Sharing same perimeter wall with the Port Harcourt Barracks of the Sixth Division of the Nigeria Army, popularly known as Bori Camp, the Port Harcourt Pleasure Park is located along the Port Harcourt-Aba Expressway. It is a novel model- an integrated facility -various features that will offer specific leisure treatment to patrons.
The aspects of life the Pleasure Park seeks to reintroduce in the Garden City painfully vanished since the eighties among residents of Rivers State. The few existing gardens are shambolic, existing only in names, devoid of any appeal to the residents of the city, and a painful reminder of what they used to be, and the more painful fact that they combined to earn Port Harcourt its Garden City nickname. To state the point bluntly, they do not exist anymore. That is why the current effort of government is commendable. It strives to restore such lifestyle with a functional facility.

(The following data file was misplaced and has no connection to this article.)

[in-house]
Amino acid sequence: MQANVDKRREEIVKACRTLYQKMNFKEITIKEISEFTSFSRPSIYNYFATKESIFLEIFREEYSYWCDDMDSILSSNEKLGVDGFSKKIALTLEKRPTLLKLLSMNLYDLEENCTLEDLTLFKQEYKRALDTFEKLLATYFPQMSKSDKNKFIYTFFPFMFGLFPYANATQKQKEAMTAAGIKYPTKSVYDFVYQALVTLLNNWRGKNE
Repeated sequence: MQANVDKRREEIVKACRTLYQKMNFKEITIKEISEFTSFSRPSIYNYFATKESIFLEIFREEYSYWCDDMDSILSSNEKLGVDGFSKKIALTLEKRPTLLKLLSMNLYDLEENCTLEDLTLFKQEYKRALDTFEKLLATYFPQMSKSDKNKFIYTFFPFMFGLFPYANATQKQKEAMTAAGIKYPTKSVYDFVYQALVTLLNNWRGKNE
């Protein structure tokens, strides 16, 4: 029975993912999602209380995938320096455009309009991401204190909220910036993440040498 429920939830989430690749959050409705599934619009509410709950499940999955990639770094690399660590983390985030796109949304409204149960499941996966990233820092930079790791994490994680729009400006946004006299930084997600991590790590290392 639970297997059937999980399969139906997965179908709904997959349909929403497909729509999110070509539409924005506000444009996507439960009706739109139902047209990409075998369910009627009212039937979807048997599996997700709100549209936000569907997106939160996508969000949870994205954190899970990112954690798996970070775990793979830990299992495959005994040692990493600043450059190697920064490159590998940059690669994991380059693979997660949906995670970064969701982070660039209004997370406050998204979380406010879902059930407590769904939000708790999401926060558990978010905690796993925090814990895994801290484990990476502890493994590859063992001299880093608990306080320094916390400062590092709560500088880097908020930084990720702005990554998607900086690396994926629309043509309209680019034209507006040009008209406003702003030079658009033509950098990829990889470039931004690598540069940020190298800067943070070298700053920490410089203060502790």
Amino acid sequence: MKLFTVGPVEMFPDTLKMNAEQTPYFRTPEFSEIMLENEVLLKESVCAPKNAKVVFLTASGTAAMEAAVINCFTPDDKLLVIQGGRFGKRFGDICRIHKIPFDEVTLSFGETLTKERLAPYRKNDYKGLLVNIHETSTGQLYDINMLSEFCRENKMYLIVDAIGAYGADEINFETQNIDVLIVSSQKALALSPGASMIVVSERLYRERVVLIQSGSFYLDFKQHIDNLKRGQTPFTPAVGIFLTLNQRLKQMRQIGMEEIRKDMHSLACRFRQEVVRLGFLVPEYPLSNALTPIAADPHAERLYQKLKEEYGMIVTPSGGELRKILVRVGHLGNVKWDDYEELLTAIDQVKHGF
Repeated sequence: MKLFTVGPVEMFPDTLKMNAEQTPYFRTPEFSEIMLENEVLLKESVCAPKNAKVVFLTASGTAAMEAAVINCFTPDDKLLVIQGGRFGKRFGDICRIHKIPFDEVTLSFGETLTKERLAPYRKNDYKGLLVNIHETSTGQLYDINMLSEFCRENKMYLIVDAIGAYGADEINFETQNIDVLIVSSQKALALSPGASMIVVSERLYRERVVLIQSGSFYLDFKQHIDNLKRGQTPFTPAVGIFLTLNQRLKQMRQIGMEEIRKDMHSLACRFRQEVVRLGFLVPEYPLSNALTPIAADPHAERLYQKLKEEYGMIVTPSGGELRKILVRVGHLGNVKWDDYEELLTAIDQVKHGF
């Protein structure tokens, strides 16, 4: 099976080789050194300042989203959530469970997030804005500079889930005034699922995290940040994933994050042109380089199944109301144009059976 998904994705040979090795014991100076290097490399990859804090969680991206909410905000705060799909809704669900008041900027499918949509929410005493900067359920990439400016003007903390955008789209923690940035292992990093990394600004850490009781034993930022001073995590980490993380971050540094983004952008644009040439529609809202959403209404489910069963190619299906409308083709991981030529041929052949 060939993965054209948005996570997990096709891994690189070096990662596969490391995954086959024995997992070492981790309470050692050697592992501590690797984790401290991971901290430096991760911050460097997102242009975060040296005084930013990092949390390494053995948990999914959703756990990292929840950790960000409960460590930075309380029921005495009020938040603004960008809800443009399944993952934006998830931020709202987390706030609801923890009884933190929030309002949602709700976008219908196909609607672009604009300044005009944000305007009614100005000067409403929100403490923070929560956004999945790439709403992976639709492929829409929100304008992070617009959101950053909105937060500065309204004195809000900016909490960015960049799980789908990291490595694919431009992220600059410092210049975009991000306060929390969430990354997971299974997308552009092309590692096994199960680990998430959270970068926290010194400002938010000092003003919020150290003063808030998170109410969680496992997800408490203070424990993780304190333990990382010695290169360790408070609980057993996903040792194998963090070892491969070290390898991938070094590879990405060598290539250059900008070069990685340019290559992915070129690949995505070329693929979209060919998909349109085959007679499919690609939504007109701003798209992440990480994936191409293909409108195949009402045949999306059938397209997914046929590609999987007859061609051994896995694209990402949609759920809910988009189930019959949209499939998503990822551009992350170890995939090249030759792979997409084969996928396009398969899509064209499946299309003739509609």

This new park, which is rising to fame has a secured, serene and accessible  neighbourhood. Everybody can access it from all parts of the city because of the centrality of its location.
As the oil capital of Nigeria, Rivers State is a place where people are in daily in frenzy. The fast pace of growth of the city, driven by the all-inclusive developments as witnessed in both the previous administrations in the state and the present Wike government have triggered a deluge of activities among the residents, who seem to be in a hurry to catch up with ever emerging opportunities in the state.
In today’s Port Harcourt only the eateries and fast food joints present the best places to relax and have fun in a touted “Garden City.” Without doubt, Port Harcourt restaurants and fast food joints that now function in place of the gardens the city once abundantly boasted of do not offer the residents of the Garden City, anything close to recreation.
What the Wike-led administration is doing, particularly with the Pleasure Park is to change the trajectory of settling for cosmetics decorations of junctions and roundabouts in the city, and the planting of trees and grasses in some public spaces to create an illusion of gardens.
The very fact that no deliberate plan or policy is mapped out for the sustainability of the trees and grasses, planted leaves those efforts unable to stand the test of time.

Culled from here